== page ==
MS is most often diagnosed between the ages of 20-40, the age at which many people may be thinking of starting, or extending, their family.
For most women, multiple sclerosis does not make any significant difference to their pregnancy.
A pregnancy is not automatically high-risk, just because the mother has MS. Having MS in itself should not limit your birth options, although you may have symptoms or disability that could affect your options.
If you have MS you are no more likely to experience a miscarriage or birth defects in your baby than a woman who does not have MS. If you have relapsing remitting MS, you are less likely to have a relapse during pregnancy, although the risk of relapse does increase in the six months after the birth of your baby. This is thought to be due to changes in the levels of hormones, particularly oestrogen, during and after pregnancy.
After the period of higher risk following the birth, the number of relapses will remain around the same as it would have been if you had not been pregnant. Despite the fluctuation in the relapse rate, research has shown that pregnancy has no adverse effect on multiple sclerosis in the long-term and that it does not influence the risk of secondary progression in MS.
There is not enough data on pregnancy in women with progressive MS to give an accurate indication of its effect on this type of multiple sclerosis.
A number of medications for MS, both disease modifying treatments and those for individual symptoms, are not recommended for use by women during pregnancy or when breastfeeding. If you are planning a family, or find you are pregnant, you should discuss your medications with your MS nurse or doctor.
New guidelines for pregnancy in multiple sclerosis were published in January 2019. Your health team should be aware of these recommendations for your care and treatment before, during and after pregnancy, but do draw their attention to the consensus guidelines if necessary.
The UK MS Register is carrying out research to try and build a picture of what it is like to be pregnant with MS, to try to improve things for women in the future. If you're pregnant and have MS, you're invited to join the UK MS Pregnancy Register if you would like to take part in this study.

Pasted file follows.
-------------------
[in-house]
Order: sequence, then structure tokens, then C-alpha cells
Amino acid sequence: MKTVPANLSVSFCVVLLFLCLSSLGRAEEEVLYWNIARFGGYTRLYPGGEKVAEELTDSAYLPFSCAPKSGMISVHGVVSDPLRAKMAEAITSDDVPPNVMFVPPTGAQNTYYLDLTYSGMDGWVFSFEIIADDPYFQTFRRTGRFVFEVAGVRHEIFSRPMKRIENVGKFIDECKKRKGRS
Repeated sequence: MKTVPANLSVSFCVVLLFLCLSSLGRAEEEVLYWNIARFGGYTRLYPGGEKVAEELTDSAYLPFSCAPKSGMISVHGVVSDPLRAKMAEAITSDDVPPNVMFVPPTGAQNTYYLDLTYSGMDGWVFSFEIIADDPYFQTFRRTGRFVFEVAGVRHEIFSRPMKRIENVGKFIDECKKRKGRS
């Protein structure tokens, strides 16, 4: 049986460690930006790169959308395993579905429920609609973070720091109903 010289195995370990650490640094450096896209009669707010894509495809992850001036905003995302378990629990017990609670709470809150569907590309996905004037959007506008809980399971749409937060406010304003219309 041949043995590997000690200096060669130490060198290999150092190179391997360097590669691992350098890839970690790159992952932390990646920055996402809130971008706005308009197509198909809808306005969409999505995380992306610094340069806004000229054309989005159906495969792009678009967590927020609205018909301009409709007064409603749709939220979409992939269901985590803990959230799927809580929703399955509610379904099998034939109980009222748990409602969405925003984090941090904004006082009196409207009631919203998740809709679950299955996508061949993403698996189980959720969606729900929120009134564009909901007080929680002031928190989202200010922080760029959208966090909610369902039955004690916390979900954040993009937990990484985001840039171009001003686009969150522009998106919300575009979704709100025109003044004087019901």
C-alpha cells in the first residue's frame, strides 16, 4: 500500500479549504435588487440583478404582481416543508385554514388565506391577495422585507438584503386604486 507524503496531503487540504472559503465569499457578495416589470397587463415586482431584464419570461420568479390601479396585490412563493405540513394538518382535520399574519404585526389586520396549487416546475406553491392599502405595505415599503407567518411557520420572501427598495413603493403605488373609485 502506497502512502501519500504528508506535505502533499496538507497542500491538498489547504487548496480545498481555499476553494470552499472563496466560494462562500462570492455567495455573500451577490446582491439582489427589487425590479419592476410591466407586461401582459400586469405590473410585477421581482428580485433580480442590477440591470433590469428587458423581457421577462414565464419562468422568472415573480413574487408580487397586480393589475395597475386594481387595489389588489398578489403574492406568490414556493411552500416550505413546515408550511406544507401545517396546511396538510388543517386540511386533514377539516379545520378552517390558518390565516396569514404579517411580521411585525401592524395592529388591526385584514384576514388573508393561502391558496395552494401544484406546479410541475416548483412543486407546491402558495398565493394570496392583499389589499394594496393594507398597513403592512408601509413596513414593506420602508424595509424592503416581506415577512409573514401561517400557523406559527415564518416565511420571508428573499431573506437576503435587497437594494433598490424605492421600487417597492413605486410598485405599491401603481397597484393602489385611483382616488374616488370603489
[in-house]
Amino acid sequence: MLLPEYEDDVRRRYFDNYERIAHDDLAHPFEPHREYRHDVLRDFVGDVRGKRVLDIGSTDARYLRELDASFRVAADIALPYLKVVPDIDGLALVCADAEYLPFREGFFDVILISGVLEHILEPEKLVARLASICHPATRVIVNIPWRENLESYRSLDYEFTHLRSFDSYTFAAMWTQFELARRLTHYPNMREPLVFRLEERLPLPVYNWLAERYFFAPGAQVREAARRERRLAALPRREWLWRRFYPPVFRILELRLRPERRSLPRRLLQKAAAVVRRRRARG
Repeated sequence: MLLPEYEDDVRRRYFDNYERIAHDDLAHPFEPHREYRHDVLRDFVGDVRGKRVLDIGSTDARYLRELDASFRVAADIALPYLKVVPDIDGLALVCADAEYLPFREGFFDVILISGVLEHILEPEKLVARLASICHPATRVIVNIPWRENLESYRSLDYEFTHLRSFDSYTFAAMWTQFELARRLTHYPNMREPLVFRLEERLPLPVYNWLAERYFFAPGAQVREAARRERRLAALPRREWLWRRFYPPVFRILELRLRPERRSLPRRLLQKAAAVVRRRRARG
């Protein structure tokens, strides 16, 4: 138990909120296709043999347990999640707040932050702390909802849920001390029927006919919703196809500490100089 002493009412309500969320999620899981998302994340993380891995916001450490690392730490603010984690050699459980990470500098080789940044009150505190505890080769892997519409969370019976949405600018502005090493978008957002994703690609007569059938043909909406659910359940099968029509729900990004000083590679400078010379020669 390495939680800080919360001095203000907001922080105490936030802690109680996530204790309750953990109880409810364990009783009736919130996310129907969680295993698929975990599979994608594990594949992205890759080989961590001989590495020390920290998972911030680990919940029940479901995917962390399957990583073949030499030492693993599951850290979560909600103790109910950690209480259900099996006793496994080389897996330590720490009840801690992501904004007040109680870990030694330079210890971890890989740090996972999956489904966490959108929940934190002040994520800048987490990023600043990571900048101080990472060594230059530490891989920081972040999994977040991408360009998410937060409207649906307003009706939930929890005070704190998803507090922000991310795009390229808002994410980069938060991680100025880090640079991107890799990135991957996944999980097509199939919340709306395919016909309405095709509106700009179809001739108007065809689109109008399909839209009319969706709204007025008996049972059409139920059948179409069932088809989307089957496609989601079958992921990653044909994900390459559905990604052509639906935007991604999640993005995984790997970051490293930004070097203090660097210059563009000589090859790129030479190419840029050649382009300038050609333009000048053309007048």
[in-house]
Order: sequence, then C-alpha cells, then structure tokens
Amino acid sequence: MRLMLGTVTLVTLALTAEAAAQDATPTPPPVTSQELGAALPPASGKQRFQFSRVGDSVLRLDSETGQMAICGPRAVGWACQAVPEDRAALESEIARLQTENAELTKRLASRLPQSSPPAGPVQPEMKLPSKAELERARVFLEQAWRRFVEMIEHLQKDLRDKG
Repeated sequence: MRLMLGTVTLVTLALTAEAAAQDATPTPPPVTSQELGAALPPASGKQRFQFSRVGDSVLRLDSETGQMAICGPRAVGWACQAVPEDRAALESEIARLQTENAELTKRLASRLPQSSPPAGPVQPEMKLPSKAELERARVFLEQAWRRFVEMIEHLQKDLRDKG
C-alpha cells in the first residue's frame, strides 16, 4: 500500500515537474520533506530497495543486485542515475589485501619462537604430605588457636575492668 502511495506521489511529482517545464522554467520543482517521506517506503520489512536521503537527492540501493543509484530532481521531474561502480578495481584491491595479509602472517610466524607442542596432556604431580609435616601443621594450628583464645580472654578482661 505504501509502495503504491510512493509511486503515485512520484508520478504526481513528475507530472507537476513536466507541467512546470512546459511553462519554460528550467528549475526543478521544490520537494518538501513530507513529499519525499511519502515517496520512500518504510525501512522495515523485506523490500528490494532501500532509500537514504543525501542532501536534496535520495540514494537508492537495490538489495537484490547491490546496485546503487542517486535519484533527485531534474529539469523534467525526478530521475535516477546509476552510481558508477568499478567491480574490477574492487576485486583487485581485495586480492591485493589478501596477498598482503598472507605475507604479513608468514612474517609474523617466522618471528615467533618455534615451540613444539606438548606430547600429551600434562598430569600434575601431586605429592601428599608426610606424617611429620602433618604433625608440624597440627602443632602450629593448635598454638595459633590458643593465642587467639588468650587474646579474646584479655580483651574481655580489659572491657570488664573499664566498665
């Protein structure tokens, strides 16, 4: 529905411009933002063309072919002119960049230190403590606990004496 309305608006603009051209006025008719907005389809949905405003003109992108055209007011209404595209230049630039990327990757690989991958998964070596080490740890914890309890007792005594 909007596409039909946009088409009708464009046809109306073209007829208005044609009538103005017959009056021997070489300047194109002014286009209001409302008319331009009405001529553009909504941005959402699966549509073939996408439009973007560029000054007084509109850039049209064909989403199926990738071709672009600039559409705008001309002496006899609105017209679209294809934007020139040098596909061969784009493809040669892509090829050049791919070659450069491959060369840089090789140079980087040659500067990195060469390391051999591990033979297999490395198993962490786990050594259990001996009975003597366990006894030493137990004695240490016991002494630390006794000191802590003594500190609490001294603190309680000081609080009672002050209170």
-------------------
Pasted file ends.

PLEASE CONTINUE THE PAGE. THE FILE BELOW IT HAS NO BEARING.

There is no evidence that MS has a direct effect on fertility. This means that if you have MS you have as good a chance of conceiving with your partner as a couple without MS.
However, some people do experience sexual difficulties as a result of their MS. For example, erectile dysfunction in men, or a reduction in libido for women. These can impact on your sexual relationship and so on your chances of conceiving a baby. The MS Trust’s publications, Sex and MS: a guide for women and Sex and MS: a guide for men, explore some of the issues.
Although they can be sensitive topics to discuss, sexual difficulties can be addressed and managed. All health professionals should understand that MS frequently has an impact on sexual activity. Your MS nurse or GP, are good points of contact and can work with you to find strategies to help. They can also refer you to a specialist if necessary.
In the general population, one in seven couples may have difficulty conceiving. Some treatments for infertility may increase the activity of your MS. Discuss the pros and cons of any treatment with your health care team in advance.